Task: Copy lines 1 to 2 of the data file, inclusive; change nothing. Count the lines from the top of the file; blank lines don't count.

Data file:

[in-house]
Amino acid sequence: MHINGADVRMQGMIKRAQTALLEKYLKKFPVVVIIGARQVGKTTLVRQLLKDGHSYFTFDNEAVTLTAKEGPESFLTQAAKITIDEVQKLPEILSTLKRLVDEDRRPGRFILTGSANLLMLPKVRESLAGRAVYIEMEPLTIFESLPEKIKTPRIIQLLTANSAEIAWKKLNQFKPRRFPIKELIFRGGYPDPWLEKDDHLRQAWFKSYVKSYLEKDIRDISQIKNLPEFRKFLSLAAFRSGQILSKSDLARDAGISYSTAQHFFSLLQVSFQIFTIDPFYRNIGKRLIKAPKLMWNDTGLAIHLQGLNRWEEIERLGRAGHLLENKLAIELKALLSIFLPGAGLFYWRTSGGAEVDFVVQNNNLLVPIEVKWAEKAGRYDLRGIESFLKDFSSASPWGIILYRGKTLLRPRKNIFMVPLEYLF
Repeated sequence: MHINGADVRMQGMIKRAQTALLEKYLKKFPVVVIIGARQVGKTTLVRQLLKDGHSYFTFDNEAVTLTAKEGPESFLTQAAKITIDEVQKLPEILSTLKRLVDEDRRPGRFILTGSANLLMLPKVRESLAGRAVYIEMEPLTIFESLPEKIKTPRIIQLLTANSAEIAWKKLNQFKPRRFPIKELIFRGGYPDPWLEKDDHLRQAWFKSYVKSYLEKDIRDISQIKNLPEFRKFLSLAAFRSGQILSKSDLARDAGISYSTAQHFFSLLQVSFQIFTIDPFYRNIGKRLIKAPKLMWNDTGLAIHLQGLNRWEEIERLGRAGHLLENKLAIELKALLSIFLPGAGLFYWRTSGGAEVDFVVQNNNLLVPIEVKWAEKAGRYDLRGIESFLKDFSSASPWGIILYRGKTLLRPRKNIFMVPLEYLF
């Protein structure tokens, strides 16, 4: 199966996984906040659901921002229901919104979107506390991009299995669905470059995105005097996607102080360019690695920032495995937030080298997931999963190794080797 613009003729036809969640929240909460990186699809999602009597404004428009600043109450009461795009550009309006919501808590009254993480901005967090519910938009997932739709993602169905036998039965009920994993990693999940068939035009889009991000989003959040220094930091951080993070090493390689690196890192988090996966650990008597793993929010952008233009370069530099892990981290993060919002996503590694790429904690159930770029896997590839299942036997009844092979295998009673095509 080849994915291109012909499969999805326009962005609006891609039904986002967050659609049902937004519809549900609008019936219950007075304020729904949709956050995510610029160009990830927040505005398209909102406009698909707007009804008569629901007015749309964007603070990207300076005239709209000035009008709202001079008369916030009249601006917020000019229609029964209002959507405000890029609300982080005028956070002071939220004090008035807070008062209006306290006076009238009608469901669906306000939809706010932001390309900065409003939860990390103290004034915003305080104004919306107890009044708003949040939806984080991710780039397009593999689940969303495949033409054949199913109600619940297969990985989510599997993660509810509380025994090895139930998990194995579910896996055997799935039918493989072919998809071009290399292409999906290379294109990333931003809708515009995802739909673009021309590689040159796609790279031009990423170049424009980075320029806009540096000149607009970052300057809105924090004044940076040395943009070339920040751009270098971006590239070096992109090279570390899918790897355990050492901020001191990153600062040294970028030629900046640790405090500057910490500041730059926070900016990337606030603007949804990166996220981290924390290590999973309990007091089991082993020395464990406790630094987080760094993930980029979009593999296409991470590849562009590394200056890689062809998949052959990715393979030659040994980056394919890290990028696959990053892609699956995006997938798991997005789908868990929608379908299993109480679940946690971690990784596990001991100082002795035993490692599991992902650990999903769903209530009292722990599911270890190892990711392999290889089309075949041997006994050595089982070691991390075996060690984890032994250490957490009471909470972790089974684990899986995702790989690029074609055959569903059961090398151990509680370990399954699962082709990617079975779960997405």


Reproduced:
[in-house]
Amino acid sequence: MHINGADVRMQGMIKRAQTALLEKYLKKFPVVVIIGARQVGKTTLVRQLLKDGHSYFTFDNEAVTLTAKEGPESFLTQAAKITIDEVQKLPEILSTLKRLVDEDRRPGRFILTGSANLLMLPKVRESLAGRAVYIEMEPLTIFESLPEKIKTPRIIQLLTANSAEIAWKKLNQFKPRRFPIKELIFRGGYPDPWLEKDDHLRQAWFKSYVKSYLEKDIRDISQIKNLPEFRKFLSLAAFRSGQILSKSDLARDAGISYSTAQHFFSLLQVSFQIFTIDPFYRNIGKRLIKAPKLMWNDTGLAIHLQGLNRWEEIERLGRAGHLLENKLAIELKALLSIFLPGAGLFYWRTSGGAEVDFVVQNNNLLVPIEVKWAEKAGRYDLRGIESFLKDFSSASPWGIILYRGKTLLRPRKNIFMVPLEYLF